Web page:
New ID policy to be introduced

Wherever you go on campus, it is always with you. You are asked to present it as you walk into many buildings on campus, when you have a question about your financial aid and when

Wherever you go on campus, it is always with you. You are asked to present it as you walk into many buildings on campus, when you have a question about your financial aid and when you want to pay your bill. Even when you go to the computer lab or want to check out a book at the library, you give it out without thinking much about it. Meanwhile, if it falls into wrong hands, it can be used as a tool in identity theft – a rapidly growing crime in America. It is your Social Security number.

Available to anyone who scans your Temple ID, your Social Security number is also used as your Temple identification number. With introduction of the new TUid policy, your private information will be more secure.

In September 2004, the University adopted a policy that would eliminate all usage of students’ social security numbers. Starting in July, Temple students, faculty and staff will receive a new nine-digit Temple University identification number, or TUid, which will be used for all routine administrative functions. Also, all students, faculty and staff will receive a new picture ID, the OWLcard, with the new TUid printed on its bottom right corner. Faculty and staff were given the chance to retake their ID pictures. Students do not have that option.

Barbara Dolhansky, the associate vice president of Administrative Computer Services, said the new policy is motivated by an increase in recent reports of identity theft. Its primary goal is “to eliminate the use of private and personal piece of information, which is the Social Security number,” Dolhansky said.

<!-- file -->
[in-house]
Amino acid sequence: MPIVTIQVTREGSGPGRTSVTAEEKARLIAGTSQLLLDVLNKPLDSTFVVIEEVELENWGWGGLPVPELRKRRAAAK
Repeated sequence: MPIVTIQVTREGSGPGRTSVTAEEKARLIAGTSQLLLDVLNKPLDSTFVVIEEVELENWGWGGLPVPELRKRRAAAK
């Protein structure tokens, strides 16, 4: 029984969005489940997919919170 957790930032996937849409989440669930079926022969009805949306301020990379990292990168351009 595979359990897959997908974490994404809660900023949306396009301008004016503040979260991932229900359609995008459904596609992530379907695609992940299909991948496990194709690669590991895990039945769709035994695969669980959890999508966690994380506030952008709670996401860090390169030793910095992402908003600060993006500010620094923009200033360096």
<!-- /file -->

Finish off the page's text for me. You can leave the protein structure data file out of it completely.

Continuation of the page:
According to the brochure released by Computer Services, the TUid will be applied through a conversion process to all student records dating back to 1963, and to all employee records dating back to 1984.

The new OWLcards will be distributed to faculty and continuing students in the first few weeks of May and to all other employees in early June. However, the new TUid and the OWLcard will not be used until July.

The cards will be distributed before the end of the spring semester because those students who might come back on campus during the summer break will need their new TUids for all administrative purposes. Once the switch is made, old Temple IDs will no longer work.

All students who are not graduating in May and are registered for the Spring 2005 semester will receive their OWLcards regardless of their registration status for the Fall 2005 semester.

To receive the OWLcards students are required to present their current Temple ID or any other form of photo identification. Since the OWLcards will not be effective until July, students should hold on to their current IDs. Once they are sure that the OWLcard is active and working properly, the old card should be destroyed, as it contains students’ personal information.

The official dates for distribution of OWLcards as well as the dates of the switch from current IDs will be announced by Computer Services later on in the semester. Students, faculty and staff will be notified by e-mail about these dates. The information will also be posted on the project Web site at

Although it will be eliminated from all routine administrative procedures, the social security number will still be on file in Temple’s database as it is required by law for tax reporting and financial aid processing. Students, therefore, will need their social security numbers when filling out tax documents and financial aid applications.

With the conversion from current Temple IDs to the OWLcards, all student information such as parking privileges, building access, meal plans and Diamond Dollars will be automatically transferred to the OWLcard. With all the information being transferred, students do not need to get their picture taken again – the picture from the current ID will be used.

Students on campus see the new policy as a more secure measure of accessing their records. Anthony Faust, an electrical engineering student, feels good about the switch.

“It sounds like an upgrade to what they have right now,” he said. “It’s good to have extra security.” The only concern he has is the fact that with the introduction of the TUid, he now will have to remember one more number.

Natalya Bucuy can be reached at

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